The United Nations’ top human rights body on Thursday held a one-day emergency session on Sudan to draw attention to the killings, injuries and other abuses against civilians since the conflict between its two top generals erupted last month.
The U.N.-backed Human Rights Council, which is made up of 47 U.N. member states,adopted a resolution that would further scrutinize current human rights violations taking place in Sudan.
The resolution was adopted by a vote of 18 in favour, 15 against, and 14 abstentions.
It called for an immediate cessation of hostilities “with no pre-conditions”, and a recommitment of all parties to return to a transition towards civilian-led government.
The fighting in Sudan started as a result of a power struggle between the chief of Sudan’s military, Gen. Abdel Fattah Burhan, and rival Gen. Mohamed Hamdan Dagalo, who commands a powerful paramilitary group called the Rapid Support Forces, or RSF.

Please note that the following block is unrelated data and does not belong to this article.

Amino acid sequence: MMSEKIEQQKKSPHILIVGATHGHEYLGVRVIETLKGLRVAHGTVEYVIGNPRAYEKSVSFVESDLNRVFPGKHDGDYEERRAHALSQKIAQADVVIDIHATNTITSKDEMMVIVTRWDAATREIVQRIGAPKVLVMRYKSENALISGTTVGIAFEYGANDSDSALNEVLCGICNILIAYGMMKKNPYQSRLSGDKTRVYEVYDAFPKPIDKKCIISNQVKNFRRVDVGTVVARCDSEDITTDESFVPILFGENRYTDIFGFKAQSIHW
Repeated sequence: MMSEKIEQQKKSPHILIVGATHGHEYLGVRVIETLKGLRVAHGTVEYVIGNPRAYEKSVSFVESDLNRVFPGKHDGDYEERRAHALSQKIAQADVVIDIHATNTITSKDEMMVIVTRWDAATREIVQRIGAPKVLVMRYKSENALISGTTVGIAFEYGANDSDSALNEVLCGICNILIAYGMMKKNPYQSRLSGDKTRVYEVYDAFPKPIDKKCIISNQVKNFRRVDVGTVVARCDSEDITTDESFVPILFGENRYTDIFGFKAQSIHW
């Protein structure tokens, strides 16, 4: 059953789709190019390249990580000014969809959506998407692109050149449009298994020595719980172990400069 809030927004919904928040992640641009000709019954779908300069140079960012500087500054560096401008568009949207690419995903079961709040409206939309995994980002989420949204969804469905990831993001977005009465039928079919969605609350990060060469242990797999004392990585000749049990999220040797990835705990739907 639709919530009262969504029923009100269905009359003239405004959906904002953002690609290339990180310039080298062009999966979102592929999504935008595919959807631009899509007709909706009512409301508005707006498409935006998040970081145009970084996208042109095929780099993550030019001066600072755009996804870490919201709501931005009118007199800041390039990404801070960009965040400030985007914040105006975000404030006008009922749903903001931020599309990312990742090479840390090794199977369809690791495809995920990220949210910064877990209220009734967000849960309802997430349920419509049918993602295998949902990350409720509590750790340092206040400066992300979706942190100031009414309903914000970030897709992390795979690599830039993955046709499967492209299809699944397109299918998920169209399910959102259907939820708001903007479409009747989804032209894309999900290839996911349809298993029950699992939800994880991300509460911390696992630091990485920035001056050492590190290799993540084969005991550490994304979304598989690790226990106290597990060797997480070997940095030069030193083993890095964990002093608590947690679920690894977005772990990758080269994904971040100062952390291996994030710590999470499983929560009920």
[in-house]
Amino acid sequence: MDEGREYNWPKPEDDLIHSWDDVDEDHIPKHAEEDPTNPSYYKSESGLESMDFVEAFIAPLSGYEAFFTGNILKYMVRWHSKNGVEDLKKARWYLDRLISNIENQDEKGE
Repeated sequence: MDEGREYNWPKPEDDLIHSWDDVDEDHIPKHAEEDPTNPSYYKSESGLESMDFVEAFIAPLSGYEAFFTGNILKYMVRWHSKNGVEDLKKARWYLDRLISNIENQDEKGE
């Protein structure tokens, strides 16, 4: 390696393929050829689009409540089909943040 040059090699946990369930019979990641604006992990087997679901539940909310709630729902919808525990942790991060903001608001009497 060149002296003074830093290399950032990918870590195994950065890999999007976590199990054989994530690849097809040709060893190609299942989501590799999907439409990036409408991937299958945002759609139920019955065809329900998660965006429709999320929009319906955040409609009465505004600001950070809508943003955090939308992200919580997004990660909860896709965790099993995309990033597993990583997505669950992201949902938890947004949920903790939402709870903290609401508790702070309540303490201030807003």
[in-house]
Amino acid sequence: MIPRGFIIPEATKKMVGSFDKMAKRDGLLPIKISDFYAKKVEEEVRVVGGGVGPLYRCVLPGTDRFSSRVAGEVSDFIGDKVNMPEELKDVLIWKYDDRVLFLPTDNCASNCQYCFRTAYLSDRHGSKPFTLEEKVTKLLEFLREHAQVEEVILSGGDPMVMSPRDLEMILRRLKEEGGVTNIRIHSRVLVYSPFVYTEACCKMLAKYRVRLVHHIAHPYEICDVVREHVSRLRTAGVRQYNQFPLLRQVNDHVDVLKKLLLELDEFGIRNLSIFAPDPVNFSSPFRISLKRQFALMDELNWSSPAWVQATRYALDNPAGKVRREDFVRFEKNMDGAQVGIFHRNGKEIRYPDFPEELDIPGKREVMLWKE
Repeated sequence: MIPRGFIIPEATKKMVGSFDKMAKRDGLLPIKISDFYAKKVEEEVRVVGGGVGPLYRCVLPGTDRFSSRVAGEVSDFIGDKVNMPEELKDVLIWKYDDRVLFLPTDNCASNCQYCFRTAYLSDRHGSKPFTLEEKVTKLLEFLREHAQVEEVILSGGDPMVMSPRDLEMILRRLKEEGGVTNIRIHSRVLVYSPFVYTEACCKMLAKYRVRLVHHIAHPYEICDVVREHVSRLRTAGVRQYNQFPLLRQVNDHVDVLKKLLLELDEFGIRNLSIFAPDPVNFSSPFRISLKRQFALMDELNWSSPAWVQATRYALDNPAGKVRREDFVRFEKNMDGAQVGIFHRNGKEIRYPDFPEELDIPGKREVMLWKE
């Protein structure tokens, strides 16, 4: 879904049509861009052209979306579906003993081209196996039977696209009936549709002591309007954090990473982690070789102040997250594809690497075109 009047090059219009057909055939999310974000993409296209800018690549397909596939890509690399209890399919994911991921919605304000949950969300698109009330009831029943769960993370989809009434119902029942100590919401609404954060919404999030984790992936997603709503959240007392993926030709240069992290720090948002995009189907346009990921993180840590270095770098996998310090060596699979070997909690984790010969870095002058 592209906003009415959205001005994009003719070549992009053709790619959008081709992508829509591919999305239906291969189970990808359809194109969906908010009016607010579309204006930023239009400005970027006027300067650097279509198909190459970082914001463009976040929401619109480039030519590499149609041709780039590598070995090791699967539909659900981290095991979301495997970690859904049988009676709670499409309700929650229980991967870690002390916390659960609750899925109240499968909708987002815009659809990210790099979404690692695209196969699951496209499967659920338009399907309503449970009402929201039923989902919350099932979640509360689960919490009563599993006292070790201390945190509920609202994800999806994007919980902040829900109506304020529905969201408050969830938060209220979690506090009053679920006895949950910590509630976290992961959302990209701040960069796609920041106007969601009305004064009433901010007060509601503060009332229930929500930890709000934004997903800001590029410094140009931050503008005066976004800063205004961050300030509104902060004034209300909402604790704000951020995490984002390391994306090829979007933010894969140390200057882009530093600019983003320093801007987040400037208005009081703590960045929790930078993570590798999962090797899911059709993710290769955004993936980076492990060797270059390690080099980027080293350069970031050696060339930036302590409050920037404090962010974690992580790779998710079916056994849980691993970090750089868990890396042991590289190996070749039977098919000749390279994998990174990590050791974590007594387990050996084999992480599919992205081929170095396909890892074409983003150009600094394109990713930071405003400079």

During the opening speech of the session, United Nations High Commissioner for Human Rights Volker Türk accused both sides of violating international humanitarian law.
Turk accused the Sudanese military of launching attacks in densely populated civilian areas and the RSF of taking over “numerous buildings in Khartoum to use as operation bases, evicting residents and launching attacks from densely inhabited urban areas."
The call to hold the special session was led by Western countries.
Council member states — including Chile, Costa Rica, Georgia and Kyrgyzstan — joined the call for the special session.
The main co-sponsors of the draft resolution were all European, in addition to the United States.